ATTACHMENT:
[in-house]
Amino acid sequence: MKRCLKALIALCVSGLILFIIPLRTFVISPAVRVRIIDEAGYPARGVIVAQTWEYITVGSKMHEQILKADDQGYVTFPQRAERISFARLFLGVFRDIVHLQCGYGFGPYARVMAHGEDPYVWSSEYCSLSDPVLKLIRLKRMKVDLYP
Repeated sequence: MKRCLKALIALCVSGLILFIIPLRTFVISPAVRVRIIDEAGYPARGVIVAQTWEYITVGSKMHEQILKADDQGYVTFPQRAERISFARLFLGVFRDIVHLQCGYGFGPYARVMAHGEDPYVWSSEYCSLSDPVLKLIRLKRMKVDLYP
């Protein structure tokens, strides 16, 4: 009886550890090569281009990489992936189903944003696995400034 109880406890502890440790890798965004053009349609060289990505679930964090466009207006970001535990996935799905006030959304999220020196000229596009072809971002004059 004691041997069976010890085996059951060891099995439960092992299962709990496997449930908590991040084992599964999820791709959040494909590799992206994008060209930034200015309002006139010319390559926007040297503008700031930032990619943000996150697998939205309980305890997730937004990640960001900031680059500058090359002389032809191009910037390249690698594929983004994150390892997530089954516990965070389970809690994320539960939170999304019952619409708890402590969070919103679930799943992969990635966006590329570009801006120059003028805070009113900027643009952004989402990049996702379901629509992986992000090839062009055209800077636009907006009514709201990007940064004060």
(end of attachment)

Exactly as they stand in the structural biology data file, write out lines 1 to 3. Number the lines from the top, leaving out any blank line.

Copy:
[in-house]
Amino acid sequence: MKRCLKALIALCVSGLILFIIPLRTFVISPAVRVRIIDEAGYPARGVIVAQTWEYITVGSKMHEQILKADDQGYVTFPQRAERISFARLFLGVFRDIVHLQCGYGFGPYARVMAHGEDPYVWSSEYCSLSDPVLKLIRLKRMKVDLYP
Repeated sequence: MKRCLKALIALCVSGLILFIIPLRTFVISPAVRVRIIDEAGYPARGVIVAQTWEYITVGSKMHEQILKADDQGYVTFPQRAERISFARLFLGVFRDIVHLQCGYGFGPYARVMAHGEDPYVWSSEYCSLSDPVLKLIRLKRMKVDLYP